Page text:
Thursday, October 11, 2007

Starring...Mom

Americans have a tremendous capacity to absorb and reflect celebrity gossip.

Consider how the life of a young and dysfunctional mother, and her loss of her children in a custody battle, generated more news coverage than any of the presidential debates has so far managed to garner, and you can see the truth of what I just wrote above. Mind, I'm not saying it's a bad thing that the press hasn't so far paid more attention to a handful of lackluster candidates in what is shaping up to be the least interesting election since 1888. But it's not really a good thing that so many Americans know more about what their favorite star eats for breakfast than they do about the issue of genetically modified food, or that many Americans would find it easier to name the stars of every C.S.I. iteration than even one member of the President's Cabinet.

The allure of celebrity has been with us for a long time, of course. But in our twenty-four hour news saturated lives, with constant access to the least and most trivial data about any celebrity we might admire, we have the ability to know so much more about our stars than previous generations might have known about stars of the Golden Age during their lifetimes; they were bigger than life when they lit up the silver screen, but I think they also knew there was a line between the fans' wide-eyed fascination, and the fixed stare of a crowd who is just as excited to see you suffer as to share vicariously in your success.

Unfortunately, all this attention we pay to celebrities has a way of distorting our view of the world. We can find ourselves in the position where relatively minor claims to fame become riveting and fascinating; we can discover in our souls the very shallow ability to attach ourselves to people based more on their "celebrity status" than on any actual connection we might have to them; worst of all, we can start seeing this celebrity status as something desirable, something worth striving for and achieving, something worth cultivating.

It's human nature, I think, to feel a slightly idiotic thrill when you discover that some unknown person you've been chatting amicably enough with on a forum or blog is actually someone you've heard of, quite outside of the Internet: maybe she's written a wonderful book on homeschooling, or maybe he writes for a major-market newspaper, or maybe you attended a religious conference at which he or she was a keynote speaker. It's wonderful to encounter such a person, especially if they've paid you a compliment on your own blog or about your own comment; it's perfectly natural and human to feel pleased and flattered on such an occasion.

Sometimes, we find ourselves in a position of getting to know one of these minor celebrities quite well, of moving beyond that "Wow!" moment to a place where we make a connection, find common ground, and even become friends, to the extent that that is possible on the Internet or over the phone. That's quite nice; but it's also quite rare. I tend to think that such a friendship imposes rather heavy duties on the non-celebrity in terms of respecting boundaries and privacy to whatever extent is necessary; a true friend doesn't ever make public what is shared privately without permission, anyway, but that issue is even more sensitive if one of the friends has even a slight level of fame.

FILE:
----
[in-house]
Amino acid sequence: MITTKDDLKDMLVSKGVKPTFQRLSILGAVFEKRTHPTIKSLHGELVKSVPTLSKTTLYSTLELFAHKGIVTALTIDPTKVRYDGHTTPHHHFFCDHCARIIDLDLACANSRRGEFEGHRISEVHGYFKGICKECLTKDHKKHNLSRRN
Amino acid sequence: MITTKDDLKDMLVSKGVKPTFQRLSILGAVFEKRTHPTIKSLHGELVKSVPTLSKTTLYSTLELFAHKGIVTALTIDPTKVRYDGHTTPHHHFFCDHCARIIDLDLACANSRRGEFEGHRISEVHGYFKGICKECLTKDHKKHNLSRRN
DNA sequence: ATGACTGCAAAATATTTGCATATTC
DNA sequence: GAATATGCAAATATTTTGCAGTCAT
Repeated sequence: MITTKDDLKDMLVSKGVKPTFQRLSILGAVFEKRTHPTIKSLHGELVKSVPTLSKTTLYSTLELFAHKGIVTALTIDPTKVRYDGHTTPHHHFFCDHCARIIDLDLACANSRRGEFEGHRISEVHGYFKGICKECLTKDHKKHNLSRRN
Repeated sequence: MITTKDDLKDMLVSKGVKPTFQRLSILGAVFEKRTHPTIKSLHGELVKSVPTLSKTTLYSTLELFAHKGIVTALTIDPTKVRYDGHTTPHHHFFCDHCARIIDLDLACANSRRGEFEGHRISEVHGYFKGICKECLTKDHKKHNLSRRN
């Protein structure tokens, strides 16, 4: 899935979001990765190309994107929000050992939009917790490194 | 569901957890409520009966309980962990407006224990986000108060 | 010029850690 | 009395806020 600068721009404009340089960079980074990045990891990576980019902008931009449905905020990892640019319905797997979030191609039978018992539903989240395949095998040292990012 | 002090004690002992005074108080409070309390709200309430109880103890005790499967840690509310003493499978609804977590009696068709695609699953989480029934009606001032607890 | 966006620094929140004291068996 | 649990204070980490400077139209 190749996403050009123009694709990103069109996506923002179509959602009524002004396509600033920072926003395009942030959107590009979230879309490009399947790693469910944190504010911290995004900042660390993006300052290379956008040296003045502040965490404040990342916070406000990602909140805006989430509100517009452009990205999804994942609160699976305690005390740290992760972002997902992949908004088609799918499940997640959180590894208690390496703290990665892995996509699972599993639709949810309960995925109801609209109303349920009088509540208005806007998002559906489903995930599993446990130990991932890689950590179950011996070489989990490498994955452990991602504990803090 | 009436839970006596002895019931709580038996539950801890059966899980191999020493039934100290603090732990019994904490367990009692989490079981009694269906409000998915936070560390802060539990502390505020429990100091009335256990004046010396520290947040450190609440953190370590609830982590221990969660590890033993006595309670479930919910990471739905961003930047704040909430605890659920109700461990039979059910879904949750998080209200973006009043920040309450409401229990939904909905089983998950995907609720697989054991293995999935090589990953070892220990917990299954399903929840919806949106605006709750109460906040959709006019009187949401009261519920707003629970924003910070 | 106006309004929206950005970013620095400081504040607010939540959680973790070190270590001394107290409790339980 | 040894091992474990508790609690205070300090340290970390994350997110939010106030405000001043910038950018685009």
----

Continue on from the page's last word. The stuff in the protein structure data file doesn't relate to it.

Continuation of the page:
But sometimes, if we're truly honest with ourselves, we'll discover that we're prone to exaggerating our connection to minor--or even major--celebrities, people we don't necessarily even care much about as human beings, in order to bask in their reflected glory, or to achieve some level of fame ourselves. Or worse, we'll set ourselves up as rivals to these people, sure that our own ideas, writings, talents etc. are as good or better than what these "celebrities" have to offer, certain that we, too, can achieve fame, that fame is something we should want and that we deserve to get.

Pride is the deadliest of sins, and thus it is the devil's favorite weapon to use against us. Our honest admiration of someone who has achieved something we might dream of doing ourselves can be turned in an instant into the bitter, destructive poison of an Iago. Blinded by our desire for recognition, thwarted by our inability to achieve that celebrity status, we might begin to lash out at those who have done what we wish to do, belittling them, tearing them down, muttering darkly about how we had the same idea for a book/movie/composition/award-winning cookie recipe etc. long before he or she did, and that, in fact, considering an e-mail we sent him or her several months ago which we've most unfortunately misplaced, we believe that he or she all but stole our idea.

If we go around convinced of this and willing to pour out our grievances to anyone who will listen to us, we'll get recognition, all right. We'll be recognized as the truly small people we actually are.

Fame isn't a sign of God's favor, and celebrities don't really live the lives of alternating glamor and controversy as portrayed in the gossip shows and magazines. As far as the minor celebrities we admire and sometimes encounter, they live lives entirely like yours and mine, except that once in a great while a total stranger will find out who they are and say a kind word or two about some accomplishment for which they are known. Craving that sort of attention as something good in and of itself is a sign, not that we're destined for greatness, but that either we need a few more kind people in our lives who are willing to give us those small measures of praise, or that we need to learn to be more willing to accept that sort of praise not from strangers, but from our own biggest fans--the ones we cook and clean and care for on a daily basis.

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